Catholic Church

Showing Another Side of Catholicism

by Becky Garrison

Whenever the media uses the phrase “Catholic Church” when they reference statements made by the United States Conference of Catholic Bishops (USCCB) or individual church leaders, Marianne Duddy-Burke, Executive Director of DignityUSA, stands up to correct them. “The bishops try discredit Dignity by saying we’re not authorized not to use the word Catholic,” she states.

“Well I was baptized as a Catholic. That gives me the right to use this word.” 

For those not familiar with the work of DignityUSA, according to their mission statement, this group formed in 1969 works for the respect and justice for people of all sexual orientations, genders, and gender identities—especially gay, lesbian, bisexual, and transgender persons—in the Catholic Church and the world through education, advocacy, and support. As evidence of their desire to reach out to the entire LGBT community, Dignity was the first national LGBT organization where a transgender person served as the Executive Director.

In 1985, Dignity crafted a set of guidelines for sexual ethics that continues to inform their work. According to Duddy-Burke, “Dignity works to ensure there is an authentic Catholic moral voice for LGBT equality.” While the church hierarchy has been seen as leading the fight against LGBT people, Duddy-Burke notes the reality is that most Catholics support LGBT people. “Our goal is to encourage them to stand up as people of faith and say why their faith compels them to support gay people.”

While DignityUSA is mostly known through chapters in the United States, they also have an overseas presence through their work in monitoring the role of the Vatican UN observer when he speaks about global gay rights issues. This work is particularly important in countries like Uganda where 40% of the population are Catholic. In addition, they have been involved in raising awareness of how the Vatican works in Europe regarding issues such as the rising anti-gay right wing influences in France.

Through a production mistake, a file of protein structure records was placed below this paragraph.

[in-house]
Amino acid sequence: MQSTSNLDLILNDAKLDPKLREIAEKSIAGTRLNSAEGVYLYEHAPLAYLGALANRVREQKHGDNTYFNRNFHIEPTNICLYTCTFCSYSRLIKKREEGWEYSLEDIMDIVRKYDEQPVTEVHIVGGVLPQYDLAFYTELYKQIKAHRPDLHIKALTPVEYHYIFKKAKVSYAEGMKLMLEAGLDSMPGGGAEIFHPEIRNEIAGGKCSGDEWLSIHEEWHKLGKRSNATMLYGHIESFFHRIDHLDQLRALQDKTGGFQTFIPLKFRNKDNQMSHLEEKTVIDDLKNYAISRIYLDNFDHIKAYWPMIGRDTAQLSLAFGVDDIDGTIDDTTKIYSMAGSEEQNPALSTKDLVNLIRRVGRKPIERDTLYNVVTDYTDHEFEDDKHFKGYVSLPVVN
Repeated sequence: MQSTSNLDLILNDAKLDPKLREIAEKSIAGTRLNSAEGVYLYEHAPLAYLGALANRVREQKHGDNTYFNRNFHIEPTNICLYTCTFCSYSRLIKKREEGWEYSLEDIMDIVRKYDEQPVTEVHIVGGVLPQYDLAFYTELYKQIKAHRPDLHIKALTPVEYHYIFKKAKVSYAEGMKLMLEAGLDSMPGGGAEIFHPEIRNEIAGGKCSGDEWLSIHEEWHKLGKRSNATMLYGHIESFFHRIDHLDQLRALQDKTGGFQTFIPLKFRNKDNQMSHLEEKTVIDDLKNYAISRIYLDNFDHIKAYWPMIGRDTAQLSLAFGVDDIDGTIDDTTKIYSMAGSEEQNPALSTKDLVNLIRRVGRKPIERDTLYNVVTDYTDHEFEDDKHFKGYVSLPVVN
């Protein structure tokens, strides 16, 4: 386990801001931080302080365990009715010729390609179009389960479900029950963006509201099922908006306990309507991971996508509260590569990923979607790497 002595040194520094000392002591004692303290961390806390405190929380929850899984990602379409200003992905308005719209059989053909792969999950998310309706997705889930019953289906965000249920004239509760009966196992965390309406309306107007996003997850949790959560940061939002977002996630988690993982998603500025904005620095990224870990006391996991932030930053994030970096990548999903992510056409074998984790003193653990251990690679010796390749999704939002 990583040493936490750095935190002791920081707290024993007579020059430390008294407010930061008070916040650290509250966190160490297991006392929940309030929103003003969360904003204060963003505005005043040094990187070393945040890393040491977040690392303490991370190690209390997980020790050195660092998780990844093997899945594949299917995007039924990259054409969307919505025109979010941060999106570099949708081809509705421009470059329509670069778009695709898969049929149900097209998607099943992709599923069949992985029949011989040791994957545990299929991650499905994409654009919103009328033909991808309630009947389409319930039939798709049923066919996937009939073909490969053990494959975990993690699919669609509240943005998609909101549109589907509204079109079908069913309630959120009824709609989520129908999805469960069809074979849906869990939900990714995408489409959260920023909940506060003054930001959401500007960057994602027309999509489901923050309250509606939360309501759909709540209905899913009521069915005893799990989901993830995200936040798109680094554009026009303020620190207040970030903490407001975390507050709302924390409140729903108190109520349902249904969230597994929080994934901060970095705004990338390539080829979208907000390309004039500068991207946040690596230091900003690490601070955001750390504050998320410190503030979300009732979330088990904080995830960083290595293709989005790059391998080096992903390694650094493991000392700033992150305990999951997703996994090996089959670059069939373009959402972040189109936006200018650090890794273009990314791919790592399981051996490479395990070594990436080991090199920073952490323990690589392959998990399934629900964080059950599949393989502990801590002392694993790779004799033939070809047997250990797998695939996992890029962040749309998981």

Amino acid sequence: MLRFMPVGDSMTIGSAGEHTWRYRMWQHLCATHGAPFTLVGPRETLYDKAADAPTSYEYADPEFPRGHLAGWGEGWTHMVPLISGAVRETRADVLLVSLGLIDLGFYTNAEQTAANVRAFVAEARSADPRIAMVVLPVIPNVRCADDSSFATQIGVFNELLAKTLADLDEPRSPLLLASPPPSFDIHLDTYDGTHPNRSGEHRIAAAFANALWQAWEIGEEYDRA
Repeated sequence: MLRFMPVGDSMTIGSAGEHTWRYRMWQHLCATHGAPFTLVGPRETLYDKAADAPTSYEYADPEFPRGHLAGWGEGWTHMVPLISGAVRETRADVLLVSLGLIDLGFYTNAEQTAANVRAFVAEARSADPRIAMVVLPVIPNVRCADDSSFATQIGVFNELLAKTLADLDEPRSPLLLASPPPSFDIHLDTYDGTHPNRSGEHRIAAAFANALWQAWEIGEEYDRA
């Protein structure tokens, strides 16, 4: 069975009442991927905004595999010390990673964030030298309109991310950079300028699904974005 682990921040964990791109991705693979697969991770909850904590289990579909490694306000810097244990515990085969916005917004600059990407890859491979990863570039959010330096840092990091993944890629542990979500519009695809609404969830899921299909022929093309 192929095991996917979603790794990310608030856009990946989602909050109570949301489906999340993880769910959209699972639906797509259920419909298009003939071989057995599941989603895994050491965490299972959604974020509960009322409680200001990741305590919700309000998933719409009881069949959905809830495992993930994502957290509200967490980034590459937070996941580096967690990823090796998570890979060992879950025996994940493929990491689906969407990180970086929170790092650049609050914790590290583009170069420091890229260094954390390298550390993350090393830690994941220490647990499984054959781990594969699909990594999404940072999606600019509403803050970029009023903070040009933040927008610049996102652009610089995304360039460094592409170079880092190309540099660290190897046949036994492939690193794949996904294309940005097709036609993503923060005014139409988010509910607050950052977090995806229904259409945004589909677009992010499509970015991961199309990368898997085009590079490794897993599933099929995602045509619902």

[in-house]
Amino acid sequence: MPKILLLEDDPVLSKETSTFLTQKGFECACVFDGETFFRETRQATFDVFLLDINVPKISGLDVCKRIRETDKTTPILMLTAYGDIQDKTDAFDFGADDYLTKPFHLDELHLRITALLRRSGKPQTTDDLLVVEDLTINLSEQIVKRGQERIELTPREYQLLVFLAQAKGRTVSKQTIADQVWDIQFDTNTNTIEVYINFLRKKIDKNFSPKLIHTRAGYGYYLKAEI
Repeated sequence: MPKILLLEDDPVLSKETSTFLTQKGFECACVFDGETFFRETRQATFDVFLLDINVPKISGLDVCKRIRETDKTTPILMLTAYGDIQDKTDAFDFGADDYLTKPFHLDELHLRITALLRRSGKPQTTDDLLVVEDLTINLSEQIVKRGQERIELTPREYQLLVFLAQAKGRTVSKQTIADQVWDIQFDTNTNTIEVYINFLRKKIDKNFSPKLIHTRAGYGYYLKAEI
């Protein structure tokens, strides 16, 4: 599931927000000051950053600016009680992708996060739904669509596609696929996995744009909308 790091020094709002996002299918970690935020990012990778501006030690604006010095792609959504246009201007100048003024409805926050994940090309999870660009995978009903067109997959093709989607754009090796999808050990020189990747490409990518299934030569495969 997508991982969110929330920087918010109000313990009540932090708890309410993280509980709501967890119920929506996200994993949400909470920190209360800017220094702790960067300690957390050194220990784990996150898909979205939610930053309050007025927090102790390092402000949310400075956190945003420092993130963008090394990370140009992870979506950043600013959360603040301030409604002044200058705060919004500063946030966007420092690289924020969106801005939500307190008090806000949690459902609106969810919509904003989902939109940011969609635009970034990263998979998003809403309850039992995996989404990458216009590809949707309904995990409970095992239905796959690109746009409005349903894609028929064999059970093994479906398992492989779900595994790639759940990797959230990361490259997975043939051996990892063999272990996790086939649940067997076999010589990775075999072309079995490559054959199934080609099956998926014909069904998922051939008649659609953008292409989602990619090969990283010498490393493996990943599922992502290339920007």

They also helped sponsor a pilgrimage of young LGBTQ and Allies who brought a message of inclusion to World Youth Day in Rio de Janeiro in July 2013.

In addition, they have begun to develop a virtual presence through ventures like their Queer Catholic faith series. Interested participants can register via their website for this hour long video chat. They also post all of their publications on line and will soon be live-streaming some Chapter liturgies.

Currently, Dignity is focusing their work around underserved communities such as young LGBTQ Catholics and their allies, the Latino/Latina LGBT community and transgender Catholics and families. Along those lines, they joined the Nun Justice Coalition. This group of grassroots Catholic organizations formed following the crackdown by the Vatican’s Congregation for the Doctrine of the Faith (CDF), in close collaboration with the USCCB on the Leadership Conference of Women Religious (LCWR), an umbrella group that represents more than 80 percent of the 57,000 women religious in the United States.

As Duddy-Burke explains why an LGBT group would join this coalition. “We find that Catholics are hungry for the voice of moral authority,and they found that in the nuns on the bus. The nuns who work with migrants, homeless, and others on the fringes of society show us what the church is supposed to be about. They aren’t towing the line on homosexuality issues but reaching out to everybody.”

With former Catholics now representing the second largest denomination in the country, Duddy-Burke seeks to empower Catholics to take ownership of their church.

“The bishops do not own brand. But can we create a church that welcomes all?”